D. renewal, which had been led by new immigrants, one clapboard house at a time
E. renewal, which has been led by new immigrants and one clapboard house at a time



Hi,

Can someone explain the difference between option A and B?

Thanks in advance!!

Dear subhamgarg91,
I'm happy to respond. :-)

The short answer is that (A) is idiomatically correct and (B) sound clunky and awkward because it is idiomatically incorrect.

The phrase "one X at a time" is a common idiom in colloquial American English. It certainly could appear in a more academic context, as in this sentence. The idiom does not involve any preposition, and appending a preposition to the front of this idiom creates an awkward structure.

Does this answer your question?
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All across Detroit, whitewashed fences, new roofs, and freshly painted  [#permalink]

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New post 25 Mar 2017, 23:07
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execnitinsharma wrote:
All across Detroit, whitewashed fences, new roofs, and freshly painted porches are signs of a brisk urban renewal led by new immigrants, one clapboard house at a time.

A. renewal led by new immigrants, one clapboard house at a time
B. renewal led by new immigrants, with one clapboard house at a time
C. renewal that has been led by new immigrants, with one clapboard house at a time
D. renewal, which had been led by new immigrants, one clapboard house at a time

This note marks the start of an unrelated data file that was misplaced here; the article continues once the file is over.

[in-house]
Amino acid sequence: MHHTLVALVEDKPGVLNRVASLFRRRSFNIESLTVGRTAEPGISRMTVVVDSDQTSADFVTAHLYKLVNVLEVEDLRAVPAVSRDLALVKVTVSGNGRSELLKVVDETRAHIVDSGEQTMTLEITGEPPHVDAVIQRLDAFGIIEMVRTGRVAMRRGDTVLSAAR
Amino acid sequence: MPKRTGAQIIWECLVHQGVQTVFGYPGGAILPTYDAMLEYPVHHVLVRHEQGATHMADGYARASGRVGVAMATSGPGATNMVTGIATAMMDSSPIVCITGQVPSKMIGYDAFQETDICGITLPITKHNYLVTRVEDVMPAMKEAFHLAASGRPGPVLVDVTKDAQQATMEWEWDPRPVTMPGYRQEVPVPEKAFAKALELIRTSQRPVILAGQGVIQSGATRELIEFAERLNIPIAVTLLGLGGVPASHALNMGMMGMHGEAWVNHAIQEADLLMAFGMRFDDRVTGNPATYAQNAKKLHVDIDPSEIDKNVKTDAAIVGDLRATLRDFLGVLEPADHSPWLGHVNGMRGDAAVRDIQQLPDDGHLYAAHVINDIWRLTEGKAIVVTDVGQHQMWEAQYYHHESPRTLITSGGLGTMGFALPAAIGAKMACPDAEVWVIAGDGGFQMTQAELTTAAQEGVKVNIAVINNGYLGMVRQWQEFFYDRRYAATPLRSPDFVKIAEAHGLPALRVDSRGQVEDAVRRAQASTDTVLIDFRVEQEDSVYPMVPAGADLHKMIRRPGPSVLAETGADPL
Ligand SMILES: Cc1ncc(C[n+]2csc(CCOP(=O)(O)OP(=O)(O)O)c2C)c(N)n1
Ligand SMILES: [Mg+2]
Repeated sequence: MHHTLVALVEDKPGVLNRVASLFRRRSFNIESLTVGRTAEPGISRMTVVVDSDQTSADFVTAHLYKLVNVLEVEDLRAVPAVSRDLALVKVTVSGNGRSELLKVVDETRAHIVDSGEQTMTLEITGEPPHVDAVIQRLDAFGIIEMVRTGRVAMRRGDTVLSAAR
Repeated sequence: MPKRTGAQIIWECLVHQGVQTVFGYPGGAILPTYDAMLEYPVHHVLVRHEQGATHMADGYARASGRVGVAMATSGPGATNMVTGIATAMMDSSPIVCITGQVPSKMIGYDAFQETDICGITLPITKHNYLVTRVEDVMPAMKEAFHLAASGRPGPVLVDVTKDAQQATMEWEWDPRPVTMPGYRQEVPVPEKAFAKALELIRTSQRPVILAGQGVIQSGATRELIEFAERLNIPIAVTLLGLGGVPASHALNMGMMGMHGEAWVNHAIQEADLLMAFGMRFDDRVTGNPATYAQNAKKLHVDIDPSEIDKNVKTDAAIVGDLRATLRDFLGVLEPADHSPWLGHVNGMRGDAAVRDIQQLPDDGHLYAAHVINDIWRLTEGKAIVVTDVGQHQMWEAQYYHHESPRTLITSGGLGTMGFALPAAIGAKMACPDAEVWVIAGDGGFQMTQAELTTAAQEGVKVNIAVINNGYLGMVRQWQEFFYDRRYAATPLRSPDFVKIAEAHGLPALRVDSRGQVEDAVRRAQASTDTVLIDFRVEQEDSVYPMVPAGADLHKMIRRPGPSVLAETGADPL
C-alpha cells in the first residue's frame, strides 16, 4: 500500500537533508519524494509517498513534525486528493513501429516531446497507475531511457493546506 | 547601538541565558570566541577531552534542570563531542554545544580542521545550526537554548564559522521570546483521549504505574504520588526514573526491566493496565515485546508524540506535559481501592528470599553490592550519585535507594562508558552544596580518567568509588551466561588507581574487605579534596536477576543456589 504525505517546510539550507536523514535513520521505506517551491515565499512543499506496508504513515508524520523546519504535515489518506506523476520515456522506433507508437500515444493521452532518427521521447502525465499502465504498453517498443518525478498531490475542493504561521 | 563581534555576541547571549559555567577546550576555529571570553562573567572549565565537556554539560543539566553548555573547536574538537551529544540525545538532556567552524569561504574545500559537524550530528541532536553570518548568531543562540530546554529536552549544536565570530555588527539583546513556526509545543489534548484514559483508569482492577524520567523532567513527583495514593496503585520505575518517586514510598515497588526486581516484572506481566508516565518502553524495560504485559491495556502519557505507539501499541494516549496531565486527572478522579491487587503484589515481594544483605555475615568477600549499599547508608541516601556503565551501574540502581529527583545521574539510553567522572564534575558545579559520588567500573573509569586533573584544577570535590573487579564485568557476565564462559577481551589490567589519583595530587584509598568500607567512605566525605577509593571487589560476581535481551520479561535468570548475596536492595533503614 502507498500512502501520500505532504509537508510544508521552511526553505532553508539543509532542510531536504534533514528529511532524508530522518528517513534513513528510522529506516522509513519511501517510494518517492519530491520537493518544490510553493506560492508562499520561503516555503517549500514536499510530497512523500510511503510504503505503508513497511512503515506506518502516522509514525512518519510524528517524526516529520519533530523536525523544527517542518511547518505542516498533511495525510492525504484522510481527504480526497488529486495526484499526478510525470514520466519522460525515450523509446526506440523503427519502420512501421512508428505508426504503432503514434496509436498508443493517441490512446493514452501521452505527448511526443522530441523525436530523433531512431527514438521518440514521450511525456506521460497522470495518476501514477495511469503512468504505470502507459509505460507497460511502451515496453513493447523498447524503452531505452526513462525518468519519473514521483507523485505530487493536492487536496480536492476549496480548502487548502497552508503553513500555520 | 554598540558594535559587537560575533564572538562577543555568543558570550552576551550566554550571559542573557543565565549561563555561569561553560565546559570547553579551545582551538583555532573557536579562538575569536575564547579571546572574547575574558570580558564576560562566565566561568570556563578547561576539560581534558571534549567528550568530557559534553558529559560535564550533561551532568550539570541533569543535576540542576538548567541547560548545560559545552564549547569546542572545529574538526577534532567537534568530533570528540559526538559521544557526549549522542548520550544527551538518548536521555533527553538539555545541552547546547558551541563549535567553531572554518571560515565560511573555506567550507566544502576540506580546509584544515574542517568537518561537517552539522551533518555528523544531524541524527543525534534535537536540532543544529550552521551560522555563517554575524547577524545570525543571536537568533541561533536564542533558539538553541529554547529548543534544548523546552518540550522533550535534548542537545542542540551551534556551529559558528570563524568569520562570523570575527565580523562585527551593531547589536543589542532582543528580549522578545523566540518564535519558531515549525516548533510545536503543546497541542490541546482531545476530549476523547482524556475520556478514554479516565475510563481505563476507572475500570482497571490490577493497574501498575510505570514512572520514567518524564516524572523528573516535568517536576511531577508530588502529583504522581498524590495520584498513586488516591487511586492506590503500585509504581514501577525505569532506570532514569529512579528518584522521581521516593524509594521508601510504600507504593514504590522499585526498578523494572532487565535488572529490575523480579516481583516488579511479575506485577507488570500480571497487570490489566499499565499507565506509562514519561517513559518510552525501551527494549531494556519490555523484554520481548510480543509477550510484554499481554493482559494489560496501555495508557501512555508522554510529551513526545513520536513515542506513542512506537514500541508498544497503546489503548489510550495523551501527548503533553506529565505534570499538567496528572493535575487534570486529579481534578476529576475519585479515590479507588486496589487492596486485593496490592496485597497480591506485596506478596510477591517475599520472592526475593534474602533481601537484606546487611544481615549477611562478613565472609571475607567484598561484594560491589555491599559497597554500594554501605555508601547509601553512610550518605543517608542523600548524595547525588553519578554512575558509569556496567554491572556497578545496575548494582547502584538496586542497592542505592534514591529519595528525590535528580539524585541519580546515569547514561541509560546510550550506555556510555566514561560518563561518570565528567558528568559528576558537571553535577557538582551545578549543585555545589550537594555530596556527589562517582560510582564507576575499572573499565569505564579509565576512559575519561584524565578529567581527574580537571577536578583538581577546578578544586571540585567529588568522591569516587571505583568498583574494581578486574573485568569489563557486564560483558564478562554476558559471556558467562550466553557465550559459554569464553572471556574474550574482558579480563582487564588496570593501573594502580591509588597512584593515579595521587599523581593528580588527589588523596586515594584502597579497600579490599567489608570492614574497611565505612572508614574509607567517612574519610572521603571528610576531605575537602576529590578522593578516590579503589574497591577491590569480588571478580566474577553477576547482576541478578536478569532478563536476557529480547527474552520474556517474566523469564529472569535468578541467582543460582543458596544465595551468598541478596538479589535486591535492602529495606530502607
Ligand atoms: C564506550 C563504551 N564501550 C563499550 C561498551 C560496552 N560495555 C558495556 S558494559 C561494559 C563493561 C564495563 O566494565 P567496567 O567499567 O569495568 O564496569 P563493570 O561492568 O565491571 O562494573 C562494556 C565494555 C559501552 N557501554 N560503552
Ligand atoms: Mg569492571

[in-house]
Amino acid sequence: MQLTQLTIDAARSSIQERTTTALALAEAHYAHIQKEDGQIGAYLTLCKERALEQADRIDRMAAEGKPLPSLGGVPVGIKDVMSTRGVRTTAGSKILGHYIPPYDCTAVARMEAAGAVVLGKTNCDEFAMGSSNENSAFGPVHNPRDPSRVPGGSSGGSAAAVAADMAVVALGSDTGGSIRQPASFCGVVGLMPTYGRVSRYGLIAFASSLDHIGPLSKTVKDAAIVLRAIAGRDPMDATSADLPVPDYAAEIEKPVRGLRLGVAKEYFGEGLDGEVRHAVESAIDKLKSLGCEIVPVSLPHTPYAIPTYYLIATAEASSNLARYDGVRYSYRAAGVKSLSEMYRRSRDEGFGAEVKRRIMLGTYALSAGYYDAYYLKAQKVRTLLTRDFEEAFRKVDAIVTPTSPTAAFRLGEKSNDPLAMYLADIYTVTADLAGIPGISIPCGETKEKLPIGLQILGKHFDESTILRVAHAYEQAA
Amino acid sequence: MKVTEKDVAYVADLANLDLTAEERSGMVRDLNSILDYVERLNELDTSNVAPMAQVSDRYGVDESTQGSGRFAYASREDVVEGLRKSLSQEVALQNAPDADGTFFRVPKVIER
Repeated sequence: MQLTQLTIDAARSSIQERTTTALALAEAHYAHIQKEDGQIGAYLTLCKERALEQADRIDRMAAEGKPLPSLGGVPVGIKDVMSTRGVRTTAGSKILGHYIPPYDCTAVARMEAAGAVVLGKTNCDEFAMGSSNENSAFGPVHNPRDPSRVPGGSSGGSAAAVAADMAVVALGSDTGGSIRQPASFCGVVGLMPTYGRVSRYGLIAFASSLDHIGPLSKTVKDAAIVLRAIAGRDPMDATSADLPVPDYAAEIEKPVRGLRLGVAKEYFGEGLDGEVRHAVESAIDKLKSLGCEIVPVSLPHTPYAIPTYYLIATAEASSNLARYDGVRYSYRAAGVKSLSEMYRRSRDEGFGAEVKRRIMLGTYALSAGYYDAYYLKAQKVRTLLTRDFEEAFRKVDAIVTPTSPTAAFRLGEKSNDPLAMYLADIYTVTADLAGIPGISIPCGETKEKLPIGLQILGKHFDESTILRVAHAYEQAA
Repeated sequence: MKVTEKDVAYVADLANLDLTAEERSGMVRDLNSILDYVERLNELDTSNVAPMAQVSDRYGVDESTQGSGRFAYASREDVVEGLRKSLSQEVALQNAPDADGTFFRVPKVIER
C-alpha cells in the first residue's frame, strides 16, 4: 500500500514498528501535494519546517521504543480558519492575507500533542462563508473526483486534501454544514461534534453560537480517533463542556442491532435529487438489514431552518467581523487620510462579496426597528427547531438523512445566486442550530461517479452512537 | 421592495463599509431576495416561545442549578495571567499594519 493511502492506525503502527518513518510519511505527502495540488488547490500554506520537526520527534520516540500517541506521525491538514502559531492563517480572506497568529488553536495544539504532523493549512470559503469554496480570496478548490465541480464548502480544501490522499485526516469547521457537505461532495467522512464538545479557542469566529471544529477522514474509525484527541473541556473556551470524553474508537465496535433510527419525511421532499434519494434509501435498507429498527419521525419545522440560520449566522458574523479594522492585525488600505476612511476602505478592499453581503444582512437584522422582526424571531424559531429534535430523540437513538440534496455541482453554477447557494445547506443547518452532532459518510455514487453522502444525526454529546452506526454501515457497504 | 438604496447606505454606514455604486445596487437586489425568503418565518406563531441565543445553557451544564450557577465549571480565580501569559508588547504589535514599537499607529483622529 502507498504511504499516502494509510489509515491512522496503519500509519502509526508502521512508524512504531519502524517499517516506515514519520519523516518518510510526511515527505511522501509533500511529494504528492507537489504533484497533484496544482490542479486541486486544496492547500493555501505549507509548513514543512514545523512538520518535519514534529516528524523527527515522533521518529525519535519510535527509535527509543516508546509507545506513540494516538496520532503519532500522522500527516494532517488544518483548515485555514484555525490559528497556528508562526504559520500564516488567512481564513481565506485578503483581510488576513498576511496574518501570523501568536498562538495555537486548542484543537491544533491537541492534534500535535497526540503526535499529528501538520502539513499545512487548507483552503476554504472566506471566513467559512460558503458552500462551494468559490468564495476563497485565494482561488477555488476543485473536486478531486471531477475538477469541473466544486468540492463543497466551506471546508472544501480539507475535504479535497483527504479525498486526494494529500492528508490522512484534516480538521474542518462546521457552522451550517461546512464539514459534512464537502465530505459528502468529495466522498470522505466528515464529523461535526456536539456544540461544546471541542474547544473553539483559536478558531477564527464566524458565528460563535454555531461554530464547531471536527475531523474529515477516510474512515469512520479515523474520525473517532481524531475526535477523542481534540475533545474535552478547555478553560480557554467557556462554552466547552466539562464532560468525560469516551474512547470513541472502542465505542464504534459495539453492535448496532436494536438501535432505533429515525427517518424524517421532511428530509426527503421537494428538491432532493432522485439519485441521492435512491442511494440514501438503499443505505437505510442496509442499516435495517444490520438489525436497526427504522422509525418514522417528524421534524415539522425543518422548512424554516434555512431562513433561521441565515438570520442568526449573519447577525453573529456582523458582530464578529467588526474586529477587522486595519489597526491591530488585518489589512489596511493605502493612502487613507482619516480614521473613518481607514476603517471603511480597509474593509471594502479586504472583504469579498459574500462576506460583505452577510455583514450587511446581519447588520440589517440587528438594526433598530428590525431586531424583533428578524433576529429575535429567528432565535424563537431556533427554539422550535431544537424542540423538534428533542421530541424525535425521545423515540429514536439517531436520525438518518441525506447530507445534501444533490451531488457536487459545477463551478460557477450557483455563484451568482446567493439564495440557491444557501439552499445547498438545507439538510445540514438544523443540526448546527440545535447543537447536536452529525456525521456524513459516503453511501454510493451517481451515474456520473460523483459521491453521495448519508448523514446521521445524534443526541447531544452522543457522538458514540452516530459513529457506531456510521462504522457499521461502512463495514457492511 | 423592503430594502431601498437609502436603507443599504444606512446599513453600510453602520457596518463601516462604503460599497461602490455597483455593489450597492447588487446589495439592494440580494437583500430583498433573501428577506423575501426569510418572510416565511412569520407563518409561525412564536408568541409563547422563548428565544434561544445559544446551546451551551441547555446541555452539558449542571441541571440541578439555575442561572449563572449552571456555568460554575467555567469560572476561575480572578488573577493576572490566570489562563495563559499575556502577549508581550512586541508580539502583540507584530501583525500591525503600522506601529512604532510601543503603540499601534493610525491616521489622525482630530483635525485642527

E. renewal, which has been led by new immigrants and one clapboard house at a time


VERITAS PREP OFFICIAL SOLUTION:



This sentence correction problem uses an unusual modifier structure to “hide the correct answer” - a common tool used by testmakers that you learned about in the Advanced Verbal lesson. In (A) this is the modifier, “one clapboard at a time” – a rhetorical device used to emphasize how the new immigrants are leading the urban renewal. While you have surely seen such a structure in your reading, it is not common and as a result many students will eliminate it offhand. However (A) is correct and all the other answer choices contain fatal flaws. In (B) and (C) the “with one clapboard house at a time” is illogical and nonsensical. There is nothing in the sentence that is done “with one house at a time” The urban renewal is being led by immigrants “one house at a time” not “with one house at a time”. This is a good example of when you need to use logic and meaning to determine whether a decision point is correct. In (D), the past perfect tense “had been” is clearly wrong as the first part of the sentence states that it is going on right now and there is no point in the past for the past perfect to refer to. In (E), the correct present perfect is used but the sentence illogically suggests that the renewal was led by “one clapboard house at a time”. Only (A) has a grammatically correct structure that conveys a logical meaning. Answer is (A).
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All across Detroit, whitewashed fences, new roofs, and freshly painted &nbs [#permalink] 25 Mar 2017, 23:07

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All across Detroit, whitewashed fences, new roofs, and freshly painted